Sundar Pichai has been acting like Alphabet’s top leader in Washington for more than a year. Now, it’s official.
Alphabet CEO Larry Page and President Sergey Brin made a surprise announcement yesterday that they are stepping away from day-to-day operations at the company they co-founded. They’re handing the reins over to Pichai, thrusting the Google CEO into the top role at Alphabet at perhaps the most critical juncture in its 21-year-history. The company is confronting broad political backlash over potentially anti-competitive behavior, its data collection practices and even election security, among other controversies.
But Pichai’s new job title will probably have little immediate effect on the company’s political battles. He’s already been on the front lines and weathering the techlash in Washington in the absence of Page, who he reported to until yesterday.
Page was largely missing in action in Washington for more than a year. Senators tore him apart last September when he was a no-show at an Intelligence Committee hearing with Facebook chief operating officer Sheryl Sandberg and Twitter chief executive Jack Dorsey.
Pichai – who also declined to testify at that hearing – was left to clean up the mess solo. He held quiet meetings with members of Congress, the White House and Pentagon officials to smooth things over. He was the executive the company later sent to Washington for a Capitol Hill grilling. President Trump even targeted Pichai personally in tweets over the summer as he attacked Google, without evidence, for being biased against conservatives.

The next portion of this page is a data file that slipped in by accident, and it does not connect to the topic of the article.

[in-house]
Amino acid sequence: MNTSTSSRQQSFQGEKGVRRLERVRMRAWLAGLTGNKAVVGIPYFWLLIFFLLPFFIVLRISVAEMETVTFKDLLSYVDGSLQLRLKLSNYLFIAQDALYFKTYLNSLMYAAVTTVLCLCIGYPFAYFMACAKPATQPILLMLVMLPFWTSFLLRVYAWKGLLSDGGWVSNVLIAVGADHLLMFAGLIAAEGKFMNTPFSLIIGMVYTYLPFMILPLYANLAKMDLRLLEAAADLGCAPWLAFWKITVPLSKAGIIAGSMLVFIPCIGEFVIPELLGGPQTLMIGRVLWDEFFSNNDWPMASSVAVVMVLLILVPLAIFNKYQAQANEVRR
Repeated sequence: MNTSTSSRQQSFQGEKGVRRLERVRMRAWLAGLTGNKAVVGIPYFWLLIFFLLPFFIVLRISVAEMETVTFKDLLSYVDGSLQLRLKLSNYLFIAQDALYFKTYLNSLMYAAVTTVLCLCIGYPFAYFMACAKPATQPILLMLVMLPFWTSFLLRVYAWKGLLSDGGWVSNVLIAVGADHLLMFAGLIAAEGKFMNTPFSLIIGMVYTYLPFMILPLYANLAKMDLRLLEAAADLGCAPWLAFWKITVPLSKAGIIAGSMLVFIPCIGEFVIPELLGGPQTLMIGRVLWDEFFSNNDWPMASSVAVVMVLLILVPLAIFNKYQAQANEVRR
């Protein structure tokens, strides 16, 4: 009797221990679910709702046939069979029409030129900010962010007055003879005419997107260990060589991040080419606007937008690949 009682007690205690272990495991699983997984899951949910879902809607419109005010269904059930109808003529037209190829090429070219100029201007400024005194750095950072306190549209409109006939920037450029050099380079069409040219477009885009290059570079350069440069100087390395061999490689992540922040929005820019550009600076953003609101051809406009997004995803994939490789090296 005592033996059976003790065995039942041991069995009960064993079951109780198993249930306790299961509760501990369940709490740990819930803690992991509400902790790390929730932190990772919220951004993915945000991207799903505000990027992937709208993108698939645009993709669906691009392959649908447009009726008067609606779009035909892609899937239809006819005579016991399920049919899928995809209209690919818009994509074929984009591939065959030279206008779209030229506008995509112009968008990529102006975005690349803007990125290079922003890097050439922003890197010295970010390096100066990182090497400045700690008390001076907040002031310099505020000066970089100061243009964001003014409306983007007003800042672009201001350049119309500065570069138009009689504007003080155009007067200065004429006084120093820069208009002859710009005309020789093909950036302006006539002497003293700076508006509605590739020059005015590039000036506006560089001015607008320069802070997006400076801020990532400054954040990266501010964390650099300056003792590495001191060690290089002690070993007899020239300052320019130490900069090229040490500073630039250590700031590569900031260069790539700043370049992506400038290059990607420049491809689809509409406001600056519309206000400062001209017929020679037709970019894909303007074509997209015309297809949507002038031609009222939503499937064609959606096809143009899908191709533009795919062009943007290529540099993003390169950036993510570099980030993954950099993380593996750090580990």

Pichai has also been leading the company’s annual developer conference and quarterly investor call, Greg notes.
The new Alphabet CEO has “effectively been the spokesperson for Google and for Alphabet for a while now,” Alan Davidson, who opened Google’s Washington office in 2005 and now serves as Mozilla vice president of global policy, trust and security, told me in an interview.
Pichai’s treatment in Washington hasn’t been all that different from other embattled tech titans, like Facebook chief executive Mark Zuckerberg and Twitter chief executive Jack Dorsey. The only distinction was that unlike those executives, Pichai didn’t have the top role in the company’s organization chart.
But he was overseeing the products regulators are most worried about, including YouTube as well as the company’s search and advertising businesses. Alphabet, the Google parent company established in 2015, encompasses a much wider range of businesses, including the self-driving car division Waymo, the smart-home appliance maker Nest and other “moonshot initiatives.” But regulators have largely not paid attention to the company’s organizational structure.
“Regulators have seen Google and Alphabet as largely synonymous,” Davidson said. “This move is not going to change any of that.”
Page will not have an operational role at the company for the first time since Google’s founding, though he and Brin will retain their board seats and company shares. The announcement marks the end of an era, especially because the two co-founders played an integral role in shaping the values that have defined the company politically, Davidson said.
“They played pivotal role in deciding what Google stood for,” he said.
They also shaped the company’s unique corporate culture – which was widely celebrated until recent years, as divisions between employees and management broke out over issues ranging from the company’s work with the Pentagon to its handling of sexual harassment claims.